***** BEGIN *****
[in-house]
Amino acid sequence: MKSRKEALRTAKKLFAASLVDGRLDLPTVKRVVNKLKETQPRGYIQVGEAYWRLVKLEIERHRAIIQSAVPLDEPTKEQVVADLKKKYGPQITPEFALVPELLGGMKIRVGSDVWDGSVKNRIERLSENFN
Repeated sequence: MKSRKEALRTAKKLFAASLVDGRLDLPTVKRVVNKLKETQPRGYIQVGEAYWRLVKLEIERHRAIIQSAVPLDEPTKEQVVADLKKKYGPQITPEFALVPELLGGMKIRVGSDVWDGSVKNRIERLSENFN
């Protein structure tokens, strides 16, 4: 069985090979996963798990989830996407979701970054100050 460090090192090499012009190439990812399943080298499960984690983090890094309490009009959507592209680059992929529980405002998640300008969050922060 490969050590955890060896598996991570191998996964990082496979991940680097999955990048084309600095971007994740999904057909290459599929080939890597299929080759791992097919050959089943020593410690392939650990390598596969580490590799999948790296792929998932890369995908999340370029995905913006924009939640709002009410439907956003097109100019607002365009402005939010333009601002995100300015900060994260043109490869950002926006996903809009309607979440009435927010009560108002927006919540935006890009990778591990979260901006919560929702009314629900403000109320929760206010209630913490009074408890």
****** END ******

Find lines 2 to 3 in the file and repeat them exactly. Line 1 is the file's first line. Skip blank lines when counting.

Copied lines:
Amino acid sequence: MKSRKEALRTAKKLFAASLVDGRLDLPTVKRVVNKLKETQPRGYIQVGEAYWRLVKLEIERHRAIIQSAVPLDEPTKEQVVADLKKKYGPQITPEFALVPELLGGMKIRVGSDVWDGSVKNRIERLSENFN
Repeated sequence: MKSRKEALRTAKKLFAASLVDGRLDLPTVKRVVNKLKETQPRGYIQVGEAYWRLVKLEIERHRAIIQSAVPLDEPTKEQVVADLKKKYGPQITPEFALVPELLGGMKIRVGSDVWDGSVKNRIERLSENFN